For nearly 50 years now, the Stanford Prison Experiment has been held up as proof of how combustible personal interactions can be, how the bonds of humanity can disappear in a flash.
The design of the 1971 study was quite simple: randomly assign nine “normal” male college students to be prison guards, dress them in uniforms, give them billy clubs and authority over a pretend prison located in a university basement where nine other “normal” male college students were brought in as inmates.
The purpose of the experiment, conducted by a recently tenured young Stanford psychology professor, Philip Zimbardo, was to examine how authority was wielded within prison walls. In short order, however, it exploded into cruelty and sadism. Guards spewed verbal abuse, manhandling the prisoners and demanding that they go to the bathroom in buckets. Some student/prisoners screamed to be allowed to walk out the door.
Zimbardo had intended for the experiment to run two weeks, but by the sixth day he had seen enough. From the chaos, a vital lesson emerged for Zimbardo: “Ordinary students can do horrible things.”
This insight found fertile soil in the early 1970s. The Attica prison uprising and its violent suppression later that year seemed to bear out this shocking, disturbing, compelling conclusion about how prisons themselves encourage abuse and people quickly conform to what institutions expect of them. Zimbardo was invited to testify before Congress about prison reform. There was a documentary that relied on six hours of filmed recordings of the experiment (with another 48 hours of audio recordings to supplement it).
When the Abu Ghraib prisoner abuses emerged decades later, Zimbardo was again called by Congress to explain the sadistic behavior. In 2015, a feature movie about the experiment was released, with posters showing sunglass-wearing guards throwing inmates, dressed in hospital gowns and nylon sleeping caps, up against the wall, forearms pressed against their necks. Who knows what evil lurks in the hearts of men? Zimbardo knows.
Except that as a work of science, the Stanford Prison Experiment has now been judged to be fatally flawed. A paper published this month in American Psychologist, the peer-reviewed journal of the American Psychological Association, represents a repudiation of the experiment after years of pointed questions from other researchers. The paper, “Debunking the Stanford Prison Experiment,” concludes by describing the research as “an incredibly flawed study that should have died an early death.”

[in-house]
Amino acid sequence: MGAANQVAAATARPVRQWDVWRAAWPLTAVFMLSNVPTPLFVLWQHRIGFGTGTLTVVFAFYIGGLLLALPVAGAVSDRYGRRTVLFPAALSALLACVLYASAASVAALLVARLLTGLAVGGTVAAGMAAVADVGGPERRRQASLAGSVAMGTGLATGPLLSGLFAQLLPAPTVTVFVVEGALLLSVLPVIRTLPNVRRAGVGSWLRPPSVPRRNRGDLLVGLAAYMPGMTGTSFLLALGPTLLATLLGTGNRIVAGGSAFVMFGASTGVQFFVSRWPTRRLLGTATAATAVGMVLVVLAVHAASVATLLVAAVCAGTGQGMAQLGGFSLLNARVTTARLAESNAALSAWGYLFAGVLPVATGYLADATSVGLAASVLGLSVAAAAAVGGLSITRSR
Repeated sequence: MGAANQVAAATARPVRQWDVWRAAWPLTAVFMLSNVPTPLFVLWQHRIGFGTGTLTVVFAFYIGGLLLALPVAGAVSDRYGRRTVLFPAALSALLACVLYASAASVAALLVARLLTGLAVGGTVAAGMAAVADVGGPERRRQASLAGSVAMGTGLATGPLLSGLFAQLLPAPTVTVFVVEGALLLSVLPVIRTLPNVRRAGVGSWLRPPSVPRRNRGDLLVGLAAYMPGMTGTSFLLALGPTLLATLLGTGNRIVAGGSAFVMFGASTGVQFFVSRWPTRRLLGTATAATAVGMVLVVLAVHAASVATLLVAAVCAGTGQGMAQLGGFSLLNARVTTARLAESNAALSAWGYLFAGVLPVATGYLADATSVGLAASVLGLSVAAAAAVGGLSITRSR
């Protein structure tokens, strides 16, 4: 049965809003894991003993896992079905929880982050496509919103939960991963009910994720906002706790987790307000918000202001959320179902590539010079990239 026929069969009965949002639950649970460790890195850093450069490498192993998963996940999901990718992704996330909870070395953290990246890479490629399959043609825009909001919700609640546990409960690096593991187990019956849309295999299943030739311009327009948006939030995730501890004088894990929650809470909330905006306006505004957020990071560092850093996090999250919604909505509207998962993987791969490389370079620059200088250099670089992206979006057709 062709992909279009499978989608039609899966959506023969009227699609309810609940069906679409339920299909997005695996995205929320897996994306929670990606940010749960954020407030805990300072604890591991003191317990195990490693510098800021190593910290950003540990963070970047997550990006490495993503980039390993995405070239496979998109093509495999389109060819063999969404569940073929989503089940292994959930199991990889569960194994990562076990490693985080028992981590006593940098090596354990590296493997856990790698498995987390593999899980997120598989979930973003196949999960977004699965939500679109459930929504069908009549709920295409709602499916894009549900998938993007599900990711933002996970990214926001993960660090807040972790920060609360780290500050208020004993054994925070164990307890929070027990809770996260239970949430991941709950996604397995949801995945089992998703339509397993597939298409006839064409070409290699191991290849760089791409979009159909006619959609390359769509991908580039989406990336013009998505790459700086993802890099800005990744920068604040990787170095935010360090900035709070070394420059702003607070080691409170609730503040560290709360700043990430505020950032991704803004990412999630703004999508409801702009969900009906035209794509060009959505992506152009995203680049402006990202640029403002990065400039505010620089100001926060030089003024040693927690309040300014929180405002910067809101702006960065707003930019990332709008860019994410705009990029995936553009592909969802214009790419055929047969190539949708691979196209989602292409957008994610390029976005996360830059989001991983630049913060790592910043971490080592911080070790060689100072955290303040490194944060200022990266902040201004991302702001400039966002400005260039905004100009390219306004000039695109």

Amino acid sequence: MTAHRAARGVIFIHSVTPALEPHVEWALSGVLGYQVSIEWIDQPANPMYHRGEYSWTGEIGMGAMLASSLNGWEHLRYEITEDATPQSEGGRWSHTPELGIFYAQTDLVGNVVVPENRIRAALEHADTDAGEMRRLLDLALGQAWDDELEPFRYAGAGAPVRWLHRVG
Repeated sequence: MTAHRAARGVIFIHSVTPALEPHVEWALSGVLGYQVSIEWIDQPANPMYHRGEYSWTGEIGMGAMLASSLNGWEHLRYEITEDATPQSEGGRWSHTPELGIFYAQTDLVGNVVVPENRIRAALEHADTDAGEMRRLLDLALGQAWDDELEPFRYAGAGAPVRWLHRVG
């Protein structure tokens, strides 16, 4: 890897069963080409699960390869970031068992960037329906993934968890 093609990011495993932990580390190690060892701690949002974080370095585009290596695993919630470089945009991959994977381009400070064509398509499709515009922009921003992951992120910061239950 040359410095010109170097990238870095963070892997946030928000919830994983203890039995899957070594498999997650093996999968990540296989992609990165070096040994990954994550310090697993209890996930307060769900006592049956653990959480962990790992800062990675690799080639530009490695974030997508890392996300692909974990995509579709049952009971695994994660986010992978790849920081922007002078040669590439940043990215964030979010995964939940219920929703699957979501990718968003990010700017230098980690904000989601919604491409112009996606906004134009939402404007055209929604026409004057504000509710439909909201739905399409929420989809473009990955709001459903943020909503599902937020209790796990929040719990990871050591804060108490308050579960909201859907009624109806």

The paper’s author, Thibault Le Texier, a French researcher who spent years analyzing the archives documenting the prison experiment and interviewing the participants, documents how Zimbardo and his assistants ordered the guards to become cruel, and, moreover, that guards and prisoners alike knew what Zimbardo was trying to prove and were eager to help.
In other words, the sadism of the guards and the submissiveness of the prisoners in the experiment didn’t reveal the hidden darkness of the human soul, so much as the willingness of college students to please a professor.
The de facto endorsement of Le Texier’s allegations by America’s psychologists—remember, the article was peer-reviewed—would seem like a towering example of truth triumphing over falsehood. In taking down the Stanford Prison Experiment, Le Texier wasn’t tangling with any old study, but perhaps the most famous social science project. The prison experiment has been a staple of psychology textbooks, and Zimbardo himself is a past president of the American Psychological Association. But as Le Texier is quick to concede in an interview from Paris, his debunking of the experiment may be a case of closing the barn door after the horse has run off.
social experiment by Livio Acerbo #greengroundit #wired https://www.wired.com/story/beware-the-epiphany-industrial-complex